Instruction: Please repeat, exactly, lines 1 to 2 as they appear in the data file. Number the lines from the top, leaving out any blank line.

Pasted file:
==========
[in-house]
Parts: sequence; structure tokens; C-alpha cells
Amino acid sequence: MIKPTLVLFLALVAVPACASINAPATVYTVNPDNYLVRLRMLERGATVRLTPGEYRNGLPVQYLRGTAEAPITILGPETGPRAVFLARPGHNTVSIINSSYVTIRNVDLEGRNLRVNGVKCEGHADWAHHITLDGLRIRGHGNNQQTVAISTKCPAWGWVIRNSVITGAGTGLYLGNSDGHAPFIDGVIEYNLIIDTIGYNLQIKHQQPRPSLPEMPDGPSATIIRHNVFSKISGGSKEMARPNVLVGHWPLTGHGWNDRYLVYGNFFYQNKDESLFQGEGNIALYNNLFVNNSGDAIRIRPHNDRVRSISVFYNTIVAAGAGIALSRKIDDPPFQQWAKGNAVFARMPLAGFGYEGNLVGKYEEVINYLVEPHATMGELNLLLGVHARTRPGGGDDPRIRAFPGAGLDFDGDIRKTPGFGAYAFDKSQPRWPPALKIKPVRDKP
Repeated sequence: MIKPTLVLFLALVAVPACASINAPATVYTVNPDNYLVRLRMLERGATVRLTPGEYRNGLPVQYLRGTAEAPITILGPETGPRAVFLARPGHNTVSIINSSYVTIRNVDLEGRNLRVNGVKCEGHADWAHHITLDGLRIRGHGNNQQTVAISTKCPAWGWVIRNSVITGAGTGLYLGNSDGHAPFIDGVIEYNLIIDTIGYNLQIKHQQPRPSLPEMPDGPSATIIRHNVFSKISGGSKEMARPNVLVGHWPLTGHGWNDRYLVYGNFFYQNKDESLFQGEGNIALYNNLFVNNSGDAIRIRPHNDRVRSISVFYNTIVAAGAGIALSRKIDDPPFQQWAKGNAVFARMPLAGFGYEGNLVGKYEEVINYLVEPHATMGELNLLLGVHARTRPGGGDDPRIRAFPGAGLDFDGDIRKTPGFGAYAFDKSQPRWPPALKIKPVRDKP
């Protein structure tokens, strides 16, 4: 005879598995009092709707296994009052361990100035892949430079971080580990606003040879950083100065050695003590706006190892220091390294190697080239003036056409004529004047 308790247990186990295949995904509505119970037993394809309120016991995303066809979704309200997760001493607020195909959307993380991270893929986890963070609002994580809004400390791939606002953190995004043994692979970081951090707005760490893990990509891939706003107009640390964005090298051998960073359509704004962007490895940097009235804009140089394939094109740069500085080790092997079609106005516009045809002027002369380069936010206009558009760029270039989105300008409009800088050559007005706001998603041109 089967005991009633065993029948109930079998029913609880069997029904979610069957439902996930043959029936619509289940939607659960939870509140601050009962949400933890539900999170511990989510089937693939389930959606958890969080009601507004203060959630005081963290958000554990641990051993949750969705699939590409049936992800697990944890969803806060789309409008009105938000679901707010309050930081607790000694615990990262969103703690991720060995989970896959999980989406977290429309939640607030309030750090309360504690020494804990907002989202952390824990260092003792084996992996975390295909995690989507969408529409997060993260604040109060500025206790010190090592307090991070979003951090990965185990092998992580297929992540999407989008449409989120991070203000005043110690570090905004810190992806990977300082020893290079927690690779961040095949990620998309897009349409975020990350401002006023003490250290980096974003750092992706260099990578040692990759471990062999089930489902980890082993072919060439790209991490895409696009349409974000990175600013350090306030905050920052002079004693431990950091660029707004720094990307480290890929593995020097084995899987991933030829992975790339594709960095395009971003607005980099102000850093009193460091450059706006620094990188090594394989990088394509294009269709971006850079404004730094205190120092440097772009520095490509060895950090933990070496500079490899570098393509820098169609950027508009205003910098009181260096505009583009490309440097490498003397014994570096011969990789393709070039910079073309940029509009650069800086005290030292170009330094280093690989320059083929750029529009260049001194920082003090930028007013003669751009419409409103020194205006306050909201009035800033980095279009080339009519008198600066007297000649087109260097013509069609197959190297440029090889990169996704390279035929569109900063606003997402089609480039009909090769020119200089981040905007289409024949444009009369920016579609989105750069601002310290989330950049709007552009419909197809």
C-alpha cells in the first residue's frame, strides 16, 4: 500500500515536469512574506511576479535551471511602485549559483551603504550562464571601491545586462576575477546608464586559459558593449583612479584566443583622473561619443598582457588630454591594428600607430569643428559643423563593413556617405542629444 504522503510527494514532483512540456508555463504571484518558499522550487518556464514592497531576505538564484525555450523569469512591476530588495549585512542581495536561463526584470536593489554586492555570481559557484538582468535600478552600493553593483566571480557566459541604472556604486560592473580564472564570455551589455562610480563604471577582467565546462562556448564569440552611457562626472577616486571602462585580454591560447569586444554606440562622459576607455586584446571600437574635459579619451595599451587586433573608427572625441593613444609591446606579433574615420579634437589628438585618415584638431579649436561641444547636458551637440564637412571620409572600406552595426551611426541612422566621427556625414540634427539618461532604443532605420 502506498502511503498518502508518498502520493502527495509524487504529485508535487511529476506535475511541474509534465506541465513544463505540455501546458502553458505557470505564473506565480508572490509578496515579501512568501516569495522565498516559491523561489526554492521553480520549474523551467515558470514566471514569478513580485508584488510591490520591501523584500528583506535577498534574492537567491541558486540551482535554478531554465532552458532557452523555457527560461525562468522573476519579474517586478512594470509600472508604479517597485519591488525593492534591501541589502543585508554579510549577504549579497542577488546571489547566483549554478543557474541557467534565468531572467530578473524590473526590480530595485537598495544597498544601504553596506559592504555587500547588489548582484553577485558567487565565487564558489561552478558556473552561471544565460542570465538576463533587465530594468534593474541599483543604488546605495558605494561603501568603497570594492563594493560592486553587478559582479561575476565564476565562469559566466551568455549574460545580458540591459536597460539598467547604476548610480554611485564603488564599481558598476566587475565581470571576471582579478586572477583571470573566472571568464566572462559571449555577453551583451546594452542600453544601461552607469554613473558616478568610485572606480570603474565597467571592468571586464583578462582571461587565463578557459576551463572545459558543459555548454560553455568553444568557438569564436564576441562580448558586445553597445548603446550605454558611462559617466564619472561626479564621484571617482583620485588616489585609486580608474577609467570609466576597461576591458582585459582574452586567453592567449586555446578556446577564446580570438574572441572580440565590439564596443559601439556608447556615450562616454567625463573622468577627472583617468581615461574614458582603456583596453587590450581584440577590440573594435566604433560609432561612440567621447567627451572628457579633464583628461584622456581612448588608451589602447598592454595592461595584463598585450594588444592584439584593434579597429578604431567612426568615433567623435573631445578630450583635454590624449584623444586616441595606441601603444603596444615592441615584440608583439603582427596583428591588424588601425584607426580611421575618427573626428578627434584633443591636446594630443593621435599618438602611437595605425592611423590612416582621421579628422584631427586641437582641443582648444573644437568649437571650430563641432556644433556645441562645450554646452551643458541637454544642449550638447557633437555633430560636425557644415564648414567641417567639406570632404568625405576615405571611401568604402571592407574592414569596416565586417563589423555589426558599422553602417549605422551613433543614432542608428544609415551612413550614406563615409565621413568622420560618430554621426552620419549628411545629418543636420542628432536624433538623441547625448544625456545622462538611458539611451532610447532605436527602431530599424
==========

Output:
[in-house]
Parts: sequence; structure tokens; C-alpha cells